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PM’s silence is ‘tacit endorsement of vile remarks’ by Anderson, says mayor

Sadiq Khan has accused Lee Anderson of making Islamophobic comments (PA)
Sadiq Khan has accused Lee Anderson of making Islamophobic comments (PA)

Sadiq Khan has said Rishi Sunak’s “silence” amounts to “tacit endorsement” of Lee Anderson’s widely criticised claim that  “Islamists” control the London mayor, despite the MP’s suspension from the Conservative Party.

The former deputy party chairman lost the Tory whip after refusing to apologise for the remarks and has said he accepts the Prime Minister was left with “no option” but to take action.

But Mr Sunak is being pressed by Mr Khan to stop what he described as “moral rot” in the Conservative Party after the comments prompted an outcry.

The Labour mayor said: “Although the whip has been belatedly withdrawn from Lee Anderson, the silence from Rishi Sunak and the Cabinet and tacit endorsement of these vile remarks via Conservative briefings can’t help but lead to the conclusion that Muslims are fair game as far as the Conservative Party is concerned.”

The row erupted after Mr Anderson said in an appearance on GB News that “Islamists” were controlling London and its mayor and that Mr Khan had “given our capital city away to his mates”.

The claim was denounced as “foolish and dangerous” by business minister Nus Ghani and “ridiculous” by senior Tory backbencher Sir Sajid Javid.

Conservative peer Baroness Warsi, who has criticised her party’s handling of Islamophobia allegations in the past, said his comments were just “the tip of the iceberg” and the party must rid itself of “extremists”.

“There is now a real rot at the heart of our party,” she told Channel 4 News.

A Conservative source was defending Mr Anderson as recently as Friday evening before he was stripped of party support on Saturday afternoon.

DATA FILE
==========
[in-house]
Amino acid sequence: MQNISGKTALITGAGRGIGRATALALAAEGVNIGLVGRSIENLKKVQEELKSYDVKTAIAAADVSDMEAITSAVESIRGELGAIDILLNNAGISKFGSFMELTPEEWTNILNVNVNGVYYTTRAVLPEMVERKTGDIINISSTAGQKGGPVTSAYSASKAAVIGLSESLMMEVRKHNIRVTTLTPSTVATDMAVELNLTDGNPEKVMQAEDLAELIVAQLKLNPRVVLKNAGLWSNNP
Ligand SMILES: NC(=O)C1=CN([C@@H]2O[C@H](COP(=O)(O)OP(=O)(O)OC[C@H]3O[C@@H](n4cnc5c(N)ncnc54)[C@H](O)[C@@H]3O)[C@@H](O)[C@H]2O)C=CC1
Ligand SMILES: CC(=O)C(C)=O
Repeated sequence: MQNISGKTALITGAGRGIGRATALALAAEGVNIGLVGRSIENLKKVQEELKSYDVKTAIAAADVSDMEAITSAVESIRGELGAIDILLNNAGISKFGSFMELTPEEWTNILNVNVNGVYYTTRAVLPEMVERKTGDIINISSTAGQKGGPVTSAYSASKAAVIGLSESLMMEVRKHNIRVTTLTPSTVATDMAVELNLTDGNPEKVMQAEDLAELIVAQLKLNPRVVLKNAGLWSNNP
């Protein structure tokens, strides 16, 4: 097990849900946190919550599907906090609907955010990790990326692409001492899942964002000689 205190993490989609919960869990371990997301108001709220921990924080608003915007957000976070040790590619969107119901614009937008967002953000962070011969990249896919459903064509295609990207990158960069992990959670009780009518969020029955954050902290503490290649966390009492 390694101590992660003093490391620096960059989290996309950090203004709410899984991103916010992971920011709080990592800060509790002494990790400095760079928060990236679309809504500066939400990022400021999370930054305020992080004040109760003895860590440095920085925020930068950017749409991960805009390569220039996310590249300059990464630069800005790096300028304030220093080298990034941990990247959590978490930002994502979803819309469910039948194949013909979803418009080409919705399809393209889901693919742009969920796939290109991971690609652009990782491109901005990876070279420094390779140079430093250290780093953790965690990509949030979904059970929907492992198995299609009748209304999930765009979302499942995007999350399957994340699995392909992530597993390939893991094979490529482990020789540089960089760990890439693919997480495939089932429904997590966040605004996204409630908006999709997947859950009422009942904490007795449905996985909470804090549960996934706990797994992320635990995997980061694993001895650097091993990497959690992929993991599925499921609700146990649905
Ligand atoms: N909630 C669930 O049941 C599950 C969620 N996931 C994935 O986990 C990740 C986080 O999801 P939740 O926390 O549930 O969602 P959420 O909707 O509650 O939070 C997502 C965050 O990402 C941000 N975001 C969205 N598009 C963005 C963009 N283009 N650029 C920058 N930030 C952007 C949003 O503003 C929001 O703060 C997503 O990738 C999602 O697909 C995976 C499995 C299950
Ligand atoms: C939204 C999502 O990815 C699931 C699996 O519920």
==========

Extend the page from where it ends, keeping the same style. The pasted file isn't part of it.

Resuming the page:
Labour had called on Mr Sunak to “show some leadership” and discipline the MP, with shadow Cabinet Office minister Jonathan Ashworth writing a letter to the PM demanding the whip be withdrawn.

Following his suspension, Sir Keir Starmer accused the PM of harbouring “extremists” in the party and said his “weakness” allows MPs to “act with impunity”.

Ms Ghani revealed on Saturday that she had spoken to Mr Anderson about his remarks, saying: “I don’t for one moment believe that Sadiq Khan is controlled by Islamists.

“To say so is both foolish and dangerous. Frankly this is all so tiring.”

Mr Anderson said in a statement later: “Following a call with the Chief Whip, I understand the difficult position that I have put both he and the Prime Minister in with regard to my comments.

“I fully accept that they had no option but to suspend the whip in these circumstances.

“However, I will continue to support the Government’s efforts to call out extremism in all its forms – be that antisemitism or Islamophobia.”

Mr Anderson, a standard bearer for the Tory right, will now sit as an Independent unless he defects to another party that chooses to offer him backing.

Air pollution measures apology
The London mayor warned that anti-Muslim hate is on the rise (Victoria Jones/PA)

Reform UK leader Richard Tice did not rule out opening the door to Mr Anderson after his suspension, telling the PA news agency on Saturday: “I haven’t been in touch with Lee, he hasn’t been in touch with me.

“And we’re just focusing on doing what we’re doing and we seem to be doing something right because we’re going up in the polls and the Tories are sinking, (Rishi) Sunak is sinking and, frankly, that’s what I care about.”

Mr Anderson was deputy chairman of the Tory Party until resigning in January to rebel against Mr Sunak’s legislation to revive the stalled plan to send some asylum seekers to Rwanda.

He was one of 58 Conservatives to vote in favour of an amendment that sought to ensure UK and international law cannot be used to prevent or delay a person being sent to Kigali under the scheme.

Mr Anderson has served since 2019 as MP for Ashfield, one of the previously Labour seats in the so-called red wall where voters switched to the Tories post-Brexit to give Boris Johnson his landslide victory.

In the backlash since Friday, comparisons have been drawn with Labour’s recent handling of a leaked recording in which a parliamentary candidate suggested Israel had allowed Hamas’s October attack as a pretext to invade Gaza.

The party stood by Azhar Ali after he apologised but pulled its support after fresh reports emerged that he had blamed “people in the media from certain Jewish quarters” for the suspension of a pro-Palestinian MP.

The Prime Minister was among critics who hit out at Labour at the time for initially defending the aspiring MP, saying Sir Keir had only acted “under enormous media pressure”.

The Muslim Council of Britain welcomed Mr Anderson’s suspension but said the Conservative Party has “an Islamophobia problem” and his remarks are “only the tip of an iceberg”.

A Conservative spokesperson said: “An investigation and subsequent independent review, both conducted over several years by Professor Swaran Singh, found no evidence of institutional racism in the Conservative Party.”